Proposed FAMU-FSU Engineering Split: A Study In The Politics Of Race
Sen. John Thrasher’s (R-St. Augustine) plan to split the Florida A&M-Florida State University College of Engineering steers $13 million to Florida State to start up its own Engineering school.
The dollars account for less than one-percent of state spending—but it’s become a major policy issue in the legislature and could ultimately be decided by Senate President Don Gaetz and House Speaker Will Weatherford. Weatherford says both schools have strong cases for and against a split, but he’s lukewarm to the idea of the legislature doing it -- saying he believes the state university governing board deserves a chance to weigh in.
“My goal is whatever takes place...that FAMU is unharmed, that Florida State is unharmed, and that there’s a way to do this that is amicable, that both universities can flourish, and that both universities can provide a high quality engineering degrees for their students," the House Speaker told reporters.
The keyword here is "amicable". That feeling was not around two years ago when state lawmakers approved the creation of a 12th public state university, by spinning off the University of South Florida’s polytechnic programs. Florida Polytechnic University recently hired its first president and is now accepting applications for its first class. Noted USF Political Scientist Susan McManus recalls the split created bitter feelings at the university.
“But more than that, there was a huge backlash in the Tampa-Bay area," McManus says, "that it was a waste of time and didn’t make a lot of sense logically at a time when there were fights for money."
The relationship between USF and Florida Polytechnic still isn't healed. Meanwhile, the debate on whether to divide the long-established FAMU-FSU College of Engineering is becoming increasingly bitter. In recent years, the partnership has been an unhappy union—with each side considering a split at one time or another. This time around—it’s Florida State that wants the divorce. The discussion on the dissolution is tinged with racial overtones, rooted in both universities histories, says Tallahassee activist Bill Lowman. He points to one of the most painful episodes in FAMU’s 125-year history: when the legislature dissolved FAMU’s Law School in the 1960’s—and created one at Florida State at the same time.
“There is a very loud silence when you try to get people to talk about why black institutions are not competitive," Lowman says.
Florida A&M University is one of the state’s oldest institutions. It’s also an historically black institution that for the past decade, has struggled both academically and institutionally. Accreditation probation, presidential turnover and financial woes have plagued the school—and tarnished its reputation. FAMU is still recovering from the more recent fallout of the hazing death of one of its famed Marching 100 band drum majors. Lowman says it’s very much a part of the question of whether HBCU’s are still viable:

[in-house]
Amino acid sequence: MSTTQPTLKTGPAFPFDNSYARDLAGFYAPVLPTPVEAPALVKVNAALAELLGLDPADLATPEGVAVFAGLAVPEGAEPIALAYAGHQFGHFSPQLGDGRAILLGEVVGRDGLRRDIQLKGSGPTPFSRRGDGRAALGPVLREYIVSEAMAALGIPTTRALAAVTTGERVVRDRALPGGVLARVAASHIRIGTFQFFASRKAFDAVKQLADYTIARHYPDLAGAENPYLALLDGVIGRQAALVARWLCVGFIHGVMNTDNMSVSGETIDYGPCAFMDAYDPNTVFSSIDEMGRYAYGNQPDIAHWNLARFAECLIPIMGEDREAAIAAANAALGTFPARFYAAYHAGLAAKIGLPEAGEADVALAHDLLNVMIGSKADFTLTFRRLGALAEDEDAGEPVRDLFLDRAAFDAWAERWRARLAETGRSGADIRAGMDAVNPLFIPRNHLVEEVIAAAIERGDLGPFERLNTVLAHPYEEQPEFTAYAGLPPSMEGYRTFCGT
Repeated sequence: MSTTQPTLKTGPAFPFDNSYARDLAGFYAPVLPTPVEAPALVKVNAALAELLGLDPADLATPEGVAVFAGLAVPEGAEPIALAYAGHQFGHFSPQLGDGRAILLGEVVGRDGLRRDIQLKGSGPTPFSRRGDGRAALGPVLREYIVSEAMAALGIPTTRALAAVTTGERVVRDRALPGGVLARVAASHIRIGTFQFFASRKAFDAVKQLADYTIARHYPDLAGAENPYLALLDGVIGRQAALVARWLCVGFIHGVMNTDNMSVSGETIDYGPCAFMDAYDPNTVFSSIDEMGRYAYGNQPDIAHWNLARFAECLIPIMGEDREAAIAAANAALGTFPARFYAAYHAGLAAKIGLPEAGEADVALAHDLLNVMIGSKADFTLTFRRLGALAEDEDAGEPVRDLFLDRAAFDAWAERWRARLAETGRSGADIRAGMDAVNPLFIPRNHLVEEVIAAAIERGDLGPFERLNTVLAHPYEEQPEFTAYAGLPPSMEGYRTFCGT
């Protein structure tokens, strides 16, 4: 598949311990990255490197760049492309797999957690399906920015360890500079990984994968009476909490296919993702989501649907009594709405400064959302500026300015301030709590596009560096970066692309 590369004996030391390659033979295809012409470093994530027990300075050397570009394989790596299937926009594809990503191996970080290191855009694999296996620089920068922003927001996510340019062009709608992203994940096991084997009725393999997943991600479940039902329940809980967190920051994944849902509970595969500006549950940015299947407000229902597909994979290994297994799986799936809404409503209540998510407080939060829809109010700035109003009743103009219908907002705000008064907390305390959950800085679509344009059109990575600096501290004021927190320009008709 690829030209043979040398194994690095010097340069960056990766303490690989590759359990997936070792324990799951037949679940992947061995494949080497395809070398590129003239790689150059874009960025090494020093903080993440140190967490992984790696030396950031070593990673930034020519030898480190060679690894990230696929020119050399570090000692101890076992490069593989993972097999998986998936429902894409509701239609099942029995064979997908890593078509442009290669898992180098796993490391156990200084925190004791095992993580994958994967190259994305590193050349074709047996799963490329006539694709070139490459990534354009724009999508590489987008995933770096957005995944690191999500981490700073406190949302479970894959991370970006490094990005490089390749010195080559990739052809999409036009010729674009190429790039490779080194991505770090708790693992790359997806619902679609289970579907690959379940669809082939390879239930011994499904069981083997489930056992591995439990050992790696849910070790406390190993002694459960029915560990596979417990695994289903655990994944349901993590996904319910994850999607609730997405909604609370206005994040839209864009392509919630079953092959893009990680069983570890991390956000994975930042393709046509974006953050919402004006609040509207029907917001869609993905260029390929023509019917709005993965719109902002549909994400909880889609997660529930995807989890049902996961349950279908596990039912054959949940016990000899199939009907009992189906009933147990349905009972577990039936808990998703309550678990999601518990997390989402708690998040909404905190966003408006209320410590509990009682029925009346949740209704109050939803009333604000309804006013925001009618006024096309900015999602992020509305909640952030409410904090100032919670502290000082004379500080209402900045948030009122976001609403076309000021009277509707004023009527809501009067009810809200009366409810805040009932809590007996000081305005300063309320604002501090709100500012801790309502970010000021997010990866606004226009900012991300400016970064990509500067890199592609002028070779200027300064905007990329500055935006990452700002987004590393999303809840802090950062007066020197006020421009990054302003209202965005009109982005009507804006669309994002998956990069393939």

“Absolutely," he says. "I would say FAMU, with all the fabulous success they have up to this point, has not begun to explore half of what its potential is.”
Others would say FAMU’s best days are behind it, and these are the touchy questions that have singed the debate around the FAMU-FSU College of Engineering. Perception, whether justified or not, is reality for many people. And USF Political Scientist McManus says, regardless of the intentions behind splitting the school—race will be part of what the public sees. She says it’s exactly the kind of issue Governor Rick Scott, who is running for re-election this year, may not want to be saddled with:
“In mid-term elections, when minority vote is lower than in a presidential election year, in a way this gives the democratic candidate a way to turn out a very key part of any democrats base—which is the African-American vote.”
Senate President Don Gaetz has remained largely silent on FAMU-FSU College of Engineering division, but his chief budget negotiator, Stuart Republican Senator Joe Negron, has not, saying he’d like to steer even more money to help jump start a separate Florida State University engineering school. McManus says in order to avoid hurt feelings and bitterness—any decision to split the school has to be mutual.
“There has to be a feeling from FAMU and FSU that they’re both getting the best deal for their school, and that it’s fair," she says.
Neither FAMU nor FSU requested the divorce, but FSU officials have embraced the possibility—even outlining ideas for new engineering programs in areas like aerospace and biomedical research. FAMU officials have put a $100 million price tag on the split—what it estimates it would need to continue operations at the Engineering school’s current off-campus location. If the deal goes through FAMU supporters have threatened to file lawsuits using the Supreme Court ruling in Brown vs. Board of Education. FAMU would allege the division separating the schools—is far from a picture of equality.